One of Shazam!'s Easter eggs lays the blame on Lex Luthor (Jesse Eisenberg) for the alien invasion in Justice League! Director David F. Sandberg's superhero fantasy will continue the more fun and hopeful DC Universe that began when Justice League pivoted away from the darker tone established by Zack Snyder. Now, it seems the in-universe scapegoat for Steppenwolf's invasion is the DCU's number one Big Bad, Lex Luthor himself.
Seemingly crazed when imprisoned in Arkham and shaved bald at the end of Batman v Superman, Luthor warned Batman (Ben Affleck) that “the bell cannot be unrung… he's coming!” As it turned out the ‘he' who did arrive was Steppenwolf (not Darkseid), who sought to collect the three Mother Boxes and terraform the Earth into another version of his homeworld Apokalips. The Justice League resurrected Superman (Henry Cavill) and stopped Steppenwolf's invasion in an unnamed Russian town, but the super team was unaware that the bald billionaire staged an escape from Arkham. In Justice League's post-credits scene, Luthor recruits Deathstroke (Joe Manganiello) and revealed his plans to build “a league of our own.”
Shazam! is full of references to Justice League and all of the DC movies that precede it. In fact, Freddy Freeman (Jack Dylan Grazer), the foster brother of Billy Batson (Asher Angel) – who can become Shazam (Zachary Levi) when he says the magic word – is a superhero fanboy who has his own collection of Justice League merch. One of Freddy's prized possessions is a framed copy of the Daily Planet boasting the headline “SUPERMAN IS BACK”. It's a very compelling Easter egg because his “Weekend Edition” of the Planet is a composite of articles describing the events of Zack Snyder's films.
However, the text is the really fascinating part! In the sidebar, underneath “Alien Attack on the World” and “Russia Cleans Up”, it reads: “The Top Suspect: As a worldwide search begins for those responsible, specialists say early signs point to Lex Luthor and his associates.”
Laying the blame for Steppenwolf's invasion on Luthor and “his associates” sheds light on some of Justice League's aftermath. Luthor's escape was naturally news; he was also very vocal about aliens coming when he was incarcerated so it makes sense he is linked to the invasion. Citing Luthor's “associates” indicates that recruiting for the Legion of Doom is further along than just Deathstroke (and these are matters Batman and possibly Cyborg must be tracking – they are likely the “specialists” noted).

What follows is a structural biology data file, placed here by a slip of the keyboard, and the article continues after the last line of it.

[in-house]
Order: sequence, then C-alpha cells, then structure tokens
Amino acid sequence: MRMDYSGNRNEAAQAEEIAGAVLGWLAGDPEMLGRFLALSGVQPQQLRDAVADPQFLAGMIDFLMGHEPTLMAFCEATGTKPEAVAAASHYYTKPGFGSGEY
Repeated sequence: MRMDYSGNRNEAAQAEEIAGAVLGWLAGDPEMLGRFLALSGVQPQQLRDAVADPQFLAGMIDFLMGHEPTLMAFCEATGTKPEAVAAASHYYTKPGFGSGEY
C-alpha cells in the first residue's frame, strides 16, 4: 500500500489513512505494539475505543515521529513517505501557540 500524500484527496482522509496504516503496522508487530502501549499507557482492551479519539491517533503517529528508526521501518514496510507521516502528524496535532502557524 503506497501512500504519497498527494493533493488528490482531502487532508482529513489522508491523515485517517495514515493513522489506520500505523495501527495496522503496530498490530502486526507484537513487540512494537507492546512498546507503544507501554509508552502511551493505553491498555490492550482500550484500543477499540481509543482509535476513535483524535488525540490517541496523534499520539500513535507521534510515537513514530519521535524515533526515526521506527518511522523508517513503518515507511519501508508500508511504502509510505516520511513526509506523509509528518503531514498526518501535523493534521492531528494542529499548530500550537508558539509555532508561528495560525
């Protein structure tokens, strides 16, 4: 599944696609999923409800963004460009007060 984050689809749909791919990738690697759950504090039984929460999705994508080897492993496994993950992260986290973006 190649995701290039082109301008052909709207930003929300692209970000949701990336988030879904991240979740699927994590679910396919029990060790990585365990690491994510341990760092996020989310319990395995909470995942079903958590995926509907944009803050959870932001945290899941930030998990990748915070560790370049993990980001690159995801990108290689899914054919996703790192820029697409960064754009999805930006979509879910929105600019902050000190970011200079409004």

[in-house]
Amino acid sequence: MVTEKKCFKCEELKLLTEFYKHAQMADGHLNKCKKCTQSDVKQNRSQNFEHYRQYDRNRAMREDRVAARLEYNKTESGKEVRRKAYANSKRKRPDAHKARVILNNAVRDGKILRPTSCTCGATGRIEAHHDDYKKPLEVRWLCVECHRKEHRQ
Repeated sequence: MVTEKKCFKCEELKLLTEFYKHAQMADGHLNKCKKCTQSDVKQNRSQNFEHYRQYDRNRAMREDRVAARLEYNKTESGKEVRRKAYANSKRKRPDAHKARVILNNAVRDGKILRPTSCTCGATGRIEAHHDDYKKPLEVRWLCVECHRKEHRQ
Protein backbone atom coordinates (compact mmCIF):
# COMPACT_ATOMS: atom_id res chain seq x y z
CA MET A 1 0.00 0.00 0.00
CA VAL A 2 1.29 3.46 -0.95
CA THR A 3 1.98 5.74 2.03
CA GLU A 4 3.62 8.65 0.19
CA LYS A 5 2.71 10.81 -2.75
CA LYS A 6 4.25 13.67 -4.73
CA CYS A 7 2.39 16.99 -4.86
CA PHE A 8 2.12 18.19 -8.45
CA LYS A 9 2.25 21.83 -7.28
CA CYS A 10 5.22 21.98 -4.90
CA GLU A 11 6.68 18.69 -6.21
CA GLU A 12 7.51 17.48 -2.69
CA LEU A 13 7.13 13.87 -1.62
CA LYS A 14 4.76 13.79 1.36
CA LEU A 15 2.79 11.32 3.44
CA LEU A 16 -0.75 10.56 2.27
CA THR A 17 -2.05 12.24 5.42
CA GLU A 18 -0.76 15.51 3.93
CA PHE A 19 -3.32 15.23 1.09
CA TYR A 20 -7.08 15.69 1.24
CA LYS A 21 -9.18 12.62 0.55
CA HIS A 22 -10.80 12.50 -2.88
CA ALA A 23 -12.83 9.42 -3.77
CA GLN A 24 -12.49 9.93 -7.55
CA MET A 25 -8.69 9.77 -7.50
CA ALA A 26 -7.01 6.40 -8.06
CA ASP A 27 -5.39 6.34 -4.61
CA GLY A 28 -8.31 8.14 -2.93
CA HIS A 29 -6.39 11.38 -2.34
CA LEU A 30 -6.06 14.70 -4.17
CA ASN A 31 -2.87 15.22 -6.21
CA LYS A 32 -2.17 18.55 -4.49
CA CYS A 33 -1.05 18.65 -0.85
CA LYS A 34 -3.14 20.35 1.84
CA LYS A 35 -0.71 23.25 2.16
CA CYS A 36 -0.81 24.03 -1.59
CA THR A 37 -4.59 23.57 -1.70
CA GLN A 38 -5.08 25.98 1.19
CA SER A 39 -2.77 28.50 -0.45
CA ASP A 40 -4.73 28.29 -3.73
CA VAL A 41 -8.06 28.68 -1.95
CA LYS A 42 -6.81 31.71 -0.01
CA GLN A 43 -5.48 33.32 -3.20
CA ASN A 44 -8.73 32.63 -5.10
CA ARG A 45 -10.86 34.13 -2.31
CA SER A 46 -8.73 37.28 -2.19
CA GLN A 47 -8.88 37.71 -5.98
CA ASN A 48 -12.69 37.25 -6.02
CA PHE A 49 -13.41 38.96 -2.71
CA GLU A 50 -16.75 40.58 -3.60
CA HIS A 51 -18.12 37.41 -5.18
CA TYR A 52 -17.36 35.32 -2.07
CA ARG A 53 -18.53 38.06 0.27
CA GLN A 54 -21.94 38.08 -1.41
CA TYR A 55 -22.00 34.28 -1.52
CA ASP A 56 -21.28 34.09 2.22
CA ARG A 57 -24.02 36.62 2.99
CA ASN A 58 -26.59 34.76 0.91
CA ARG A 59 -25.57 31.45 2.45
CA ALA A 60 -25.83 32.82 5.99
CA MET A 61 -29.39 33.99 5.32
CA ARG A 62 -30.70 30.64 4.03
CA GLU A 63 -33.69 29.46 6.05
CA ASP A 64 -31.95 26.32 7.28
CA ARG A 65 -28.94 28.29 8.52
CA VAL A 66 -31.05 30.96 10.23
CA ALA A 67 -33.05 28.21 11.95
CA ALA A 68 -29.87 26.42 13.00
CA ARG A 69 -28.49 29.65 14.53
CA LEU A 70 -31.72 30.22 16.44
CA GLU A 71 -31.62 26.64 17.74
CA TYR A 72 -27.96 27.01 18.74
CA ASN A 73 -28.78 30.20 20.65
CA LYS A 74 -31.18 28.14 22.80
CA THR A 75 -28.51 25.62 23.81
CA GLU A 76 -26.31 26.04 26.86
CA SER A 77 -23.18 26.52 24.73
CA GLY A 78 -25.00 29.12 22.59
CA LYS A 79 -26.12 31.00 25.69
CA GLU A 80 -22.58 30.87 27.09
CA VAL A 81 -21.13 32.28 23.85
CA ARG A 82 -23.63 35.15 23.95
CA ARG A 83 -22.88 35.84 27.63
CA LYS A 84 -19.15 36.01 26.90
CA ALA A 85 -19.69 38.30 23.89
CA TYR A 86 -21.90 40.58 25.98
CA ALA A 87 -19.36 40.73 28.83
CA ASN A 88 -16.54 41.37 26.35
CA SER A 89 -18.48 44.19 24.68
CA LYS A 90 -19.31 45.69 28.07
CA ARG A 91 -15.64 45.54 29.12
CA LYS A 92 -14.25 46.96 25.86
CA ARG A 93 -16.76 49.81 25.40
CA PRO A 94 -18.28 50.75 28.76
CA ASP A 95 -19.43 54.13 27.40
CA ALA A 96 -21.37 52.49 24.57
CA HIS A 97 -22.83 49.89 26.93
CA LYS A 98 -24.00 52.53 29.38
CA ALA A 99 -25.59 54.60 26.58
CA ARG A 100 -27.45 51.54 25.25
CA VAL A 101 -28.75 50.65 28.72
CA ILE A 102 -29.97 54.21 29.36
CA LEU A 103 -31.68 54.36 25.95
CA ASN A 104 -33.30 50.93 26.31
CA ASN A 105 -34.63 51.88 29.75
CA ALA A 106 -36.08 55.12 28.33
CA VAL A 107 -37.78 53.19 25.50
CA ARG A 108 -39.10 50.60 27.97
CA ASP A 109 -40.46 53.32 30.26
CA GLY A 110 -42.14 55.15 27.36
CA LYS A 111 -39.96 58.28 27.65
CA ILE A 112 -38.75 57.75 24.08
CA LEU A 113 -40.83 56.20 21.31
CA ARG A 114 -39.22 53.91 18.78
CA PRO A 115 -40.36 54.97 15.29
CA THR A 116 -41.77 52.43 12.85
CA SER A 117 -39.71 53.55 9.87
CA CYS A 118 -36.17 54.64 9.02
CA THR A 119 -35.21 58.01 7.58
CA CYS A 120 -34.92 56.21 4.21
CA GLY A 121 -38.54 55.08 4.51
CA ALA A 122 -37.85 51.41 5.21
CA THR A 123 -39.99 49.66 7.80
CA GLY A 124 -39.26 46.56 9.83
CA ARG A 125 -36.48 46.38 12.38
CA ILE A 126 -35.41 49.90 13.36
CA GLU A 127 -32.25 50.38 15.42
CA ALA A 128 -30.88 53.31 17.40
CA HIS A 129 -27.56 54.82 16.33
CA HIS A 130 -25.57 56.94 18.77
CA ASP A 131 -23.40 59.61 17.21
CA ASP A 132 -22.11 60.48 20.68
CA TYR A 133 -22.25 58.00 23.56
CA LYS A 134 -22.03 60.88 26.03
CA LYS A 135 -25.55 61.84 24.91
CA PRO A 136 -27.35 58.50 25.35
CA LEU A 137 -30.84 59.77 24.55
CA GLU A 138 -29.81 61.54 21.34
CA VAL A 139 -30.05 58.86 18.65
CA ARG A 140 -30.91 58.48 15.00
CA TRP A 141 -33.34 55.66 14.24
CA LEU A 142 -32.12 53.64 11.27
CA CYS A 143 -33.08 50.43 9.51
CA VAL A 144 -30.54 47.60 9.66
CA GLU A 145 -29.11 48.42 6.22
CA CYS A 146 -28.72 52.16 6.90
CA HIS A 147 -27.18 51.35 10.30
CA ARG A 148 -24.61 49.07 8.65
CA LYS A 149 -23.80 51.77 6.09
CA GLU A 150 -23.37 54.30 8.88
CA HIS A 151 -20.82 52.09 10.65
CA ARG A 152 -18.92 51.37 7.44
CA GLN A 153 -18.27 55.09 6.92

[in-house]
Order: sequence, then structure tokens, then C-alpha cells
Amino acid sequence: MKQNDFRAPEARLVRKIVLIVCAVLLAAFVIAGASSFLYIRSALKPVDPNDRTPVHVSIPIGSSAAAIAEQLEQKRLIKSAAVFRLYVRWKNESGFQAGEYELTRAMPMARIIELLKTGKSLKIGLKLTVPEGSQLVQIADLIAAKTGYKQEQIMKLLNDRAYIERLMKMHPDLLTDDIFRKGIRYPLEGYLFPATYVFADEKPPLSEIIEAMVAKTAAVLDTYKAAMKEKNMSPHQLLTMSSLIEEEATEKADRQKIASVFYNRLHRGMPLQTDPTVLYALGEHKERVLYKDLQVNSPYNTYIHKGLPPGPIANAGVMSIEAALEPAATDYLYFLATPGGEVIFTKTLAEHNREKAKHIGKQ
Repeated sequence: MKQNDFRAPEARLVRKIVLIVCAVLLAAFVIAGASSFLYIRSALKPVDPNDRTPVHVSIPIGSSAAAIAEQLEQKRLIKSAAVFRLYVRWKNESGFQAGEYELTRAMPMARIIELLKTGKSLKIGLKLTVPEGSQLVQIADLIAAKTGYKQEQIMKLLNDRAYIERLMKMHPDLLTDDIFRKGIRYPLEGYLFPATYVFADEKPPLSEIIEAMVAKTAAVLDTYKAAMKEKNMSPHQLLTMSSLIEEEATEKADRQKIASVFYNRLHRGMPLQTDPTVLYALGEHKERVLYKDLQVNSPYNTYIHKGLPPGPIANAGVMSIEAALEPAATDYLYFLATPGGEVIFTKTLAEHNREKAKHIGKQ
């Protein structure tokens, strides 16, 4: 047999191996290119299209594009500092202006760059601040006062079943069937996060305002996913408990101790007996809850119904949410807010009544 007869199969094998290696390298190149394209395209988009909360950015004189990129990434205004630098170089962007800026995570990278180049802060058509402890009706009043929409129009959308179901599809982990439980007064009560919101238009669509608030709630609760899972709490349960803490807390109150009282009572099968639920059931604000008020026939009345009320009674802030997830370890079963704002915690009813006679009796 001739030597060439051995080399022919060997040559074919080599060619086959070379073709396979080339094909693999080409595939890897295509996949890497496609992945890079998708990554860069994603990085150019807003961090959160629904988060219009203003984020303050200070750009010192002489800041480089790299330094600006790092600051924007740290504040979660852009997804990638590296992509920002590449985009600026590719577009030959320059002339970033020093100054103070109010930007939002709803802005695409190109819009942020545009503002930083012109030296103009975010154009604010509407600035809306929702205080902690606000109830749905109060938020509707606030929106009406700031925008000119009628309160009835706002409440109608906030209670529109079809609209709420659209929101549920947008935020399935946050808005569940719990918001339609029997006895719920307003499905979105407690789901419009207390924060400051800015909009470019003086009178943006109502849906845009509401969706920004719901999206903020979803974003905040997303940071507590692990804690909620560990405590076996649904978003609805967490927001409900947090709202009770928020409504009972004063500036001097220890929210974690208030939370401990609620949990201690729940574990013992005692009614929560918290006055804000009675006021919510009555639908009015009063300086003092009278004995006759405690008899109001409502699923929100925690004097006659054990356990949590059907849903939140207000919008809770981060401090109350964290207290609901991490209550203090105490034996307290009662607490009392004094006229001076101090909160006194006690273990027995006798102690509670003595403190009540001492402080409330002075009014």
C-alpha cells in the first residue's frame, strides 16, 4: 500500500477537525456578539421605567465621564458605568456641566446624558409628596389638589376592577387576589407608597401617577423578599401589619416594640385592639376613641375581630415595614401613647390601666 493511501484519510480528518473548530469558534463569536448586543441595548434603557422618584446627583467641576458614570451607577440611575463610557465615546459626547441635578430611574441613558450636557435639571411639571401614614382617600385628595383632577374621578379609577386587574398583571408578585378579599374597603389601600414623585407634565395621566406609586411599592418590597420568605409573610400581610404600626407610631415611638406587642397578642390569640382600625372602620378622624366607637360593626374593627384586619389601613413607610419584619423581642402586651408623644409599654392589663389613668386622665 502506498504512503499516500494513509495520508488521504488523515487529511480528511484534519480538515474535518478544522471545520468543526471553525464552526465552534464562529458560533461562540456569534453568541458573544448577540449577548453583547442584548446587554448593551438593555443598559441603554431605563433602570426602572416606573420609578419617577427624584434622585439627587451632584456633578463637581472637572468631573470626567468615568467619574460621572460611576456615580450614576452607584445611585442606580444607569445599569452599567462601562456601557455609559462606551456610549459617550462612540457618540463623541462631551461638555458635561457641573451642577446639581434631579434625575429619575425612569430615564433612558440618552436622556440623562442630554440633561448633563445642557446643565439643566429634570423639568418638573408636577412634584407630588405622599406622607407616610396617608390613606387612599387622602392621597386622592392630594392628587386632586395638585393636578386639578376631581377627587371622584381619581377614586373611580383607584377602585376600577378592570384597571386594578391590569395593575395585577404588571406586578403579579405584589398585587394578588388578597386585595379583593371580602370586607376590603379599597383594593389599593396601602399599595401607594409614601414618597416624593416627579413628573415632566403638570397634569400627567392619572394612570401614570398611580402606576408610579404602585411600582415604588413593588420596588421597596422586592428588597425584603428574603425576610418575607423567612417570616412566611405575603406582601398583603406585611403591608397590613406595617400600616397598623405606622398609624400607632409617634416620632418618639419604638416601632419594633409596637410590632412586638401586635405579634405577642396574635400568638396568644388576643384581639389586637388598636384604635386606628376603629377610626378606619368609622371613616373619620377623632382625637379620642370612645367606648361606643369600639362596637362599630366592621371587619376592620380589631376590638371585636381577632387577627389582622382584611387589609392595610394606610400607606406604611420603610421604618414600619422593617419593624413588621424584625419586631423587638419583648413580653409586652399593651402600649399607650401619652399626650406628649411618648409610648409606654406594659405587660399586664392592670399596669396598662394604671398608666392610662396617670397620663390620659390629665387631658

Pointing the finger at Luthor and never naming Steppenwolf also illustrates certain decisions that were made regarding what aspects of the truth the League wanted publicly known; Lois Lane and Clark Kent would have known everything that happened in Russia, yet the truth is skewed. Choosing to omit Steppenwolf and his Parademons's names may be a choice made for security reasons: it protects the secrets of Themyscira and Atlantis. To acknowledge the Mother Boxes means revealing the history of Steppenwolf's first invasion thousands of years ago, and that two of the alien power sources were hidden by the Amazons and the Atlanteans – hidden civilizations the world doesn't even know exists (yet).
Finally, while it may seem unfair to blame Luthor for the invasion when he had no actual hand in it (that fans know of), this could also be strategy on the part of the League: it puts the evil billionaire and his malevolent allies on notice that the heroes are onto them.
All this said, it's worth noting that all of this is gleaned from a Shazam! prop that will likely not see more than a few seconds of screen time; and that other excerpts of the newspaper use old and repeated copy (the main stories use the same text about the events of Batman v Superman: Dawn of Justice). Ultimately, Freddy's Daily Planet is merely a cool background detail, but it does hint at some potential direction for the wider DCEU. Fans won't really know what will truly count as canon until Luthor and the Legion of Doom emerge in Justice League 2 – but at least the groundwork for that sequel is clearly being established.